Ethics Committees at Bay Area hospitals are discussing how they will ration care if medical resources become scarce. David Magnus, the Thomas A. Raffin Professor in Medicine and Biomedical Ethics, director of the Stanford Center for Biomedical Ethics, provides comment.
Vermont Conversation, 03/11/20
The coronavirus pandemic is sweeping across the globe and has arrived in Vermont. Stanford epidemiologist Steve Goodman discusses the uniquely dangerous dimensions of this new pandemic, the botched federal response, the impact of the Trump Administration’s misinformation, and why he calls COVID-19 “a tsunami.”
Washington Post, 03/16/20
This article looks at some of factors attributed to early coronavirus testing delays. Michelle Mello, professor of law and medicine, provides comment.
USA Today, 03/06/20
This piece by Alyssa Burgart, clinical assistant professor of anesthesiology, perioperative and pain medicine, speaks about the importance of cancelling elective surgery during the COVID-19 pandemic.
Are your healthy habits succumbing to coronavirus? In this post, Randall Stafford, professor of medicine and director of the Program on Prevention Outcomes and Practices, offers some tips to stay safe and protect your well-being amid the outbreak.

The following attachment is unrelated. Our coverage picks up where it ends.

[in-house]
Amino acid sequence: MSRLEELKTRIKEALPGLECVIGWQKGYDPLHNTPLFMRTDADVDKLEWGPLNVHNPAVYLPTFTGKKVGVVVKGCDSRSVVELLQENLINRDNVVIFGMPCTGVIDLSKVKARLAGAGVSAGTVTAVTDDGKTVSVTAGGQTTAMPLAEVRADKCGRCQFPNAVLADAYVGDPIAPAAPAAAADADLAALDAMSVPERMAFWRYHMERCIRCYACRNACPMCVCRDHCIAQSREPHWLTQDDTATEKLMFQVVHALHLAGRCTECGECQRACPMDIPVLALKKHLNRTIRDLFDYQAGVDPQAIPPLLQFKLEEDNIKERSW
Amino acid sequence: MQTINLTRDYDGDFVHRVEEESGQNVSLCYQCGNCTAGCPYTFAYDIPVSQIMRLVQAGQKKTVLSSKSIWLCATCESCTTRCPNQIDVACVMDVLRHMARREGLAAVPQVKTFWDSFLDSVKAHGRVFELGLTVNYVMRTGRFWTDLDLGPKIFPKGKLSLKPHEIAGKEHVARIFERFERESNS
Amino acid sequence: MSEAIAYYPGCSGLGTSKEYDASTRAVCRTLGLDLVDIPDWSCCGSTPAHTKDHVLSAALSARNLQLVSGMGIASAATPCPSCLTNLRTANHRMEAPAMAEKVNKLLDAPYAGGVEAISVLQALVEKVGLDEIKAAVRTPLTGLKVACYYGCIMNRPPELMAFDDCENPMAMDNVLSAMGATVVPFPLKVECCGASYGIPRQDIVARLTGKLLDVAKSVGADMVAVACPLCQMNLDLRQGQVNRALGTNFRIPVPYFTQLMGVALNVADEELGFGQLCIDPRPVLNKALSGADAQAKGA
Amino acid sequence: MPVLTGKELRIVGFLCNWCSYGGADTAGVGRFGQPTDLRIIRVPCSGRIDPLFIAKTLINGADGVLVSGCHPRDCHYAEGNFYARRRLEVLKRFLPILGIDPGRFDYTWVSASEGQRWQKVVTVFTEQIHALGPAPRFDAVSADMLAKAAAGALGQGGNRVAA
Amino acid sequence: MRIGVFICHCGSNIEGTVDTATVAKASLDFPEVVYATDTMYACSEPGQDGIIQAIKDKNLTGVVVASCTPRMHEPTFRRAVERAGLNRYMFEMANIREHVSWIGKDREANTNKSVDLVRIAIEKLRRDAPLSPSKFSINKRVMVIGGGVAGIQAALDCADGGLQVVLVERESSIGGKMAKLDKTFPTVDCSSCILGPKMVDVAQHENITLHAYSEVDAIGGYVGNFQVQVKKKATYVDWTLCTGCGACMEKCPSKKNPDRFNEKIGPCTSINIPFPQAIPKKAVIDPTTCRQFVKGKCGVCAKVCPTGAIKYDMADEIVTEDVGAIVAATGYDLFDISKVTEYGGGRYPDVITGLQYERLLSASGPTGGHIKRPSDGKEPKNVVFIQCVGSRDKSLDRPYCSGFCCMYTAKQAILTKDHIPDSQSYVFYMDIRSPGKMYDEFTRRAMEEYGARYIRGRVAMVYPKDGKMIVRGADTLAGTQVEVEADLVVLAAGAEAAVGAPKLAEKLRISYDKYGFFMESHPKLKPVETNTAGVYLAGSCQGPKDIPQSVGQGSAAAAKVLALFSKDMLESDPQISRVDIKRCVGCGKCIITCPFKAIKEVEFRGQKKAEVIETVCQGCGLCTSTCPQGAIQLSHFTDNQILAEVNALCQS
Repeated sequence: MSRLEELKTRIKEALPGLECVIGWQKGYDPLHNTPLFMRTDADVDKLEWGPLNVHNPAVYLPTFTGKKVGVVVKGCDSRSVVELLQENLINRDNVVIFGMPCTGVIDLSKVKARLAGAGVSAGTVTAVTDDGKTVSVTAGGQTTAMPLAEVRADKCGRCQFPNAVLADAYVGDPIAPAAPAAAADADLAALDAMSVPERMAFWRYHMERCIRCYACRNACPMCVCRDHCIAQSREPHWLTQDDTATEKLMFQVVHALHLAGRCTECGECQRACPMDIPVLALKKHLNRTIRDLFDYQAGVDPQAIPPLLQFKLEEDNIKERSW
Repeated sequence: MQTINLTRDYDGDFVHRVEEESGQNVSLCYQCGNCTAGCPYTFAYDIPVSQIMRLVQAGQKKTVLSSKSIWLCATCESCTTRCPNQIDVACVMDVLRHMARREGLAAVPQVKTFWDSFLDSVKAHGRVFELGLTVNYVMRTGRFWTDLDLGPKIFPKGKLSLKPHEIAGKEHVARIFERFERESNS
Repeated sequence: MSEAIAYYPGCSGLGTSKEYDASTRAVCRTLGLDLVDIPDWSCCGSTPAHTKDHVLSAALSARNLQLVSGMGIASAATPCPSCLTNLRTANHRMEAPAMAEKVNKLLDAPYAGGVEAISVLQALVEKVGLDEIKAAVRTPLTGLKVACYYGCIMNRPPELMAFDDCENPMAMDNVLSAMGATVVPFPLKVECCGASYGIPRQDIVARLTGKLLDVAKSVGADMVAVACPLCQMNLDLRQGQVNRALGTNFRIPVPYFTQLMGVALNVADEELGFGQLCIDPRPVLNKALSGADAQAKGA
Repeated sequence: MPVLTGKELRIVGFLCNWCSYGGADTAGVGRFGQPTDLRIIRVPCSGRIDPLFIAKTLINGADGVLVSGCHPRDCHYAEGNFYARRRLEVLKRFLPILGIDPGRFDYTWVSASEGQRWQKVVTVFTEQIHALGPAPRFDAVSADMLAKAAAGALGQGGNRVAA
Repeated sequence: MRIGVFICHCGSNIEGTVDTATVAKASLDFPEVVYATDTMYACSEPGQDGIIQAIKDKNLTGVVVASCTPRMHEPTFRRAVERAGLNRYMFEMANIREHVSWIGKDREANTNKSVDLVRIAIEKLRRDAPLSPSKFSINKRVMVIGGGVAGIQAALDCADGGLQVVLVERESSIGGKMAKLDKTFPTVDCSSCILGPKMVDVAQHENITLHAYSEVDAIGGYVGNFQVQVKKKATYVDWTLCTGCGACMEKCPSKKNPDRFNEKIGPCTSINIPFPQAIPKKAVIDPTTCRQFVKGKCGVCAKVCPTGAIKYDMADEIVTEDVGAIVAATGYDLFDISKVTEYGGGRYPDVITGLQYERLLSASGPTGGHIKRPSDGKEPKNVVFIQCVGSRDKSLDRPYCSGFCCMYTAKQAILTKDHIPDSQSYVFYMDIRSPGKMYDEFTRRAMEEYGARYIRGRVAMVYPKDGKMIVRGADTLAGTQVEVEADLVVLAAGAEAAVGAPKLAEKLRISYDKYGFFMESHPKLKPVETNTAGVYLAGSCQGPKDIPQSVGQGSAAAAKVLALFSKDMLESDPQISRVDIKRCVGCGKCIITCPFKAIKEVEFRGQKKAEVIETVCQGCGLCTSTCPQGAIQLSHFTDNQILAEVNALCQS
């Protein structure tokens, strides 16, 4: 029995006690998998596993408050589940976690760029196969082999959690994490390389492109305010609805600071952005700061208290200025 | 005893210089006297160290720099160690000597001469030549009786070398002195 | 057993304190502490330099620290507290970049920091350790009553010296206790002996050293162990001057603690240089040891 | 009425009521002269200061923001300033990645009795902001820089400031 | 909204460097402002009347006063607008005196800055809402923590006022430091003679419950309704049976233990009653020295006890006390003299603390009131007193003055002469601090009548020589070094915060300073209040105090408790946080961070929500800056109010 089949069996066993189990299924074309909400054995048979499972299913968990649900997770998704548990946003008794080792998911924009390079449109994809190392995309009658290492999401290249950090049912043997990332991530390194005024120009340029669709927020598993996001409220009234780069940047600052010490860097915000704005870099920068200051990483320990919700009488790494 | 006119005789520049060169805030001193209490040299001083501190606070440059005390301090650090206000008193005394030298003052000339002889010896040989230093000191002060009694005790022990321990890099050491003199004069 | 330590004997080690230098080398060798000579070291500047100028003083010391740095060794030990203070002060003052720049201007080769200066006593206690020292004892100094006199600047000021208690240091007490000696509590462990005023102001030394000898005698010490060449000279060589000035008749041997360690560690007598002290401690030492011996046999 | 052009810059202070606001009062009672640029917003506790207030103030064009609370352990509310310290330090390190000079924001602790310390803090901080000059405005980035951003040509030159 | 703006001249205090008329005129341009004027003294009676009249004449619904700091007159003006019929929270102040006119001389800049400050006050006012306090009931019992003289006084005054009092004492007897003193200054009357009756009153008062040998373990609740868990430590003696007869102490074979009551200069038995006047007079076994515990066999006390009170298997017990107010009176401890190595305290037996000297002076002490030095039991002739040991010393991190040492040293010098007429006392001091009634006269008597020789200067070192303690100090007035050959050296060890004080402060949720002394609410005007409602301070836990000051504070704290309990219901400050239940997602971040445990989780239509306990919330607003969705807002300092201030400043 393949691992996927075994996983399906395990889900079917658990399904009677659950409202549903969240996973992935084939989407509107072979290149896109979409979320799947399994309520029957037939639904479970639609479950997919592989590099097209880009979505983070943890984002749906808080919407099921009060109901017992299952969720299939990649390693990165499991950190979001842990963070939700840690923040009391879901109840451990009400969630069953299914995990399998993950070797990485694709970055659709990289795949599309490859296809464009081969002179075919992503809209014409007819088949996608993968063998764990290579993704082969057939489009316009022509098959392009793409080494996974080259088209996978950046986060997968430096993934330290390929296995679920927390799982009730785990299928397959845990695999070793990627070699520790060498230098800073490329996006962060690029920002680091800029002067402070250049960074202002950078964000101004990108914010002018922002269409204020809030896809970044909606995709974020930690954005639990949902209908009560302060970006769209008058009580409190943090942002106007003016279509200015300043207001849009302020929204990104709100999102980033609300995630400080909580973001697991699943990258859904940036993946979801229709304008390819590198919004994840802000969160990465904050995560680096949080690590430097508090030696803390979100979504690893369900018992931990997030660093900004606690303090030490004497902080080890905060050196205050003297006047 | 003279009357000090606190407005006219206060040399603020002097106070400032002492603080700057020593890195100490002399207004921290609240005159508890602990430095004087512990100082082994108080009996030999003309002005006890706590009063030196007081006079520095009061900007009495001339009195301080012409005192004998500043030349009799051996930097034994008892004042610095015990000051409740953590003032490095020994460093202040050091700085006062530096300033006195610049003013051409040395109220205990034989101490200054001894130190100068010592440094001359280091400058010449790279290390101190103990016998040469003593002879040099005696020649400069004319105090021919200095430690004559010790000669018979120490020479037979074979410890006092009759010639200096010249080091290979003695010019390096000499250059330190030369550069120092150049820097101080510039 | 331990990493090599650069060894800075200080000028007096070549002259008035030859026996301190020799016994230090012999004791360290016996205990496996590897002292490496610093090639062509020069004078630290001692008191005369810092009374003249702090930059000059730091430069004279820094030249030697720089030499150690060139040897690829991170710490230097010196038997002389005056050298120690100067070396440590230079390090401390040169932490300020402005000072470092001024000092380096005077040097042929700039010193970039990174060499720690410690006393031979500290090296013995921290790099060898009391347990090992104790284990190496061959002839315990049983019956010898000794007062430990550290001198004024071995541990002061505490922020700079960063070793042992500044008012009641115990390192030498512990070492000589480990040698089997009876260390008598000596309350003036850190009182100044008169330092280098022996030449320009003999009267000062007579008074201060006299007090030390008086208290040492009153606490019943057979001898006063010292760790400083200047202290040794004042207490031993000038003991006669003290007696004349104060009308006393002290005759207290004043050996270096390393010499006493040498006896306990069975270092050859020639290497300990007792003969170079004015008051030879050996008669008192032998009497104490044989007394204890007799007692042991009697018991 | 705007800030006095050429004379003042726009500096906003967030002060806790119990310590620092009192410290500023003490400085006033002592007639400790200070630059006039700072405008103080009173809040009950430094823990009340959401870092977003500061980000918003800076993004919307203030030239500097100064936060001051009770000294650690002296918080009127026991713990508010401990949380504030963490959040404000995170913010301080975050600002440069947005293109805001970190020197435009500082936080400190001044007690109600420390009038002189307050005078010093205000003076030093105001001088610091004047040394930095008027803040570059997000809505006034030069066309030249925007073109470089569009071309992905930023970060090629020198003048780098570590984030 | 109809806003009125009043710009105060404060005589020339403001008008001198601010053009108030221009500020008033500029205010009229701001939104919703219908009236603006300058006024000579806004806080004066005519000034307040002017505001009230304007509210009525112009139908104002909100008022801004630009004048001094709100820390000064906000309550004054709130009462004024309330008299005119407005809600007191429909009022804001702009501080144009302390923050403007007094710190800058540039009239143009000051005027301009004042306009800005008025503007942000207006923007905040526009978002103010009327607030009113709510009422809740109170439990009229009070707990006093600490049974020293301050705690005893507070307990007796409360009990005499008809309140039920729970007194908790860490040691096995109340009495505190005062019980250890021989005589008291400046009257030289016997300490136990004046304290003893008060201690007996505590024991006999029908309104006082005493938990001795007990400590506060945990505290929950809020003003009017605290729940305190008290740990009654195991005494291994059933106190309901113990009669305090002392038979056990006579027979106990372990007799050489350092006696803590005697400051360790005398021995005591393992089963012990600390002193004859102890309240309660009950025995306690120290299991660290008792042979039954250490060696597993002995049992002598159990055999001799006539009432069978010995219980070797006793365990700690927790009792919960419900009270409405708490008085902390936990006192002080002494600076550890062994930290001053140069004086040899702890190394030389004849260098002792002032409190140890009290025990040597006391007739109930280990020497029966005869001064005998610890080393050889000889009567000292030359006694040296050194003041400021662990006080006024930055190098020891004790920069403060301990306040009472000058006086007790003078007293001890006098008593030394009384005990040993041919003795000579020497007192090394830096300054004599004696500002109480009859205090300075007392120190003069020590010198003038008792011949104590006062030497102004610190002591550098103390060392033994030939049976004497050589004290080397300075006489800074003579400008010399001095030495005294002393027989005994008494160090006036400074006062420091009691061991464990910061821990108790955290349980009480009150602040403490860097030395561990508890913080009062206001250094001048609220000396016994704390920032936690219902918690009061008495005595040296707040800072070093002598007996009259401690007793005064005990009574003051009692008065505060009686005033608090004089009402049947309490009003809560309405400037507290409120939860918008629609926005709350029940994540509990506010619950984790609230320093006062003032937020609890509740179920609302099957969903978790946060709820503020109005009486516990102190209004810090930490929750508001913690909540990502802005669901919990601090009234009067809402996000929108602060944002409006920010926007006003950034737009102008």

The Hill, 3/11/20
Coronavirus lockdowns abroad are raising questions about the upper limits of government power as health officials in the U.S. and around the world scramble to slow the spread of infection. Michelle Mello, professor of law and medicine, is quoted.
USA Today, 03/06/20
In this California epicenter of the coronavirus outbreak, officials say they are trying to be as transparent as possible. David Magnus, the Thomas A. Raffin Professor in Medicine and Biomedical Ethics, director of the Stanford Center for Biomedical Ethics, provides comment.
A spike in the number of cases of the new coronavirus in the U.S. has reignited the debate around paid sick leave. Medical experts warn the current situation could exacerbate the spread of COVID-19 by dissuading people to take time off work. Professor of pediatrics and of medicine; and Michelle Mello, professor of law and of medicine, provides comment. She also provides comment on media coverage surrounding coronavirus on KCBS Radio.
Advanced Health Care Directive
California law give you the ability to ensure that your health care wishes are known and considered if you become unable to make these decisions yourself. Completing a form called an “Advance Health Care Directive” allows you to do a number of things:
Appoint another person to be your health care “agent”
Delineate your health care wishes, such as:
- Health care instructions, including life support, organ and tissue donation
- Revoke prior directives
A sample form is attached for reference. Acknowledgment before a notary public is not required if two qualified witnesses have signed this Directive in Part 5. In other words this is a free legally binding document.
Ways to Give Gifts
A gift may be made in the form of a check, securities, a bequest, or a complex trust arrangement designed to maximize tax advantages. Checks should be made payable to Stanford University.
For financial donations, please contact the Stanford Center for Biomedical Ethics at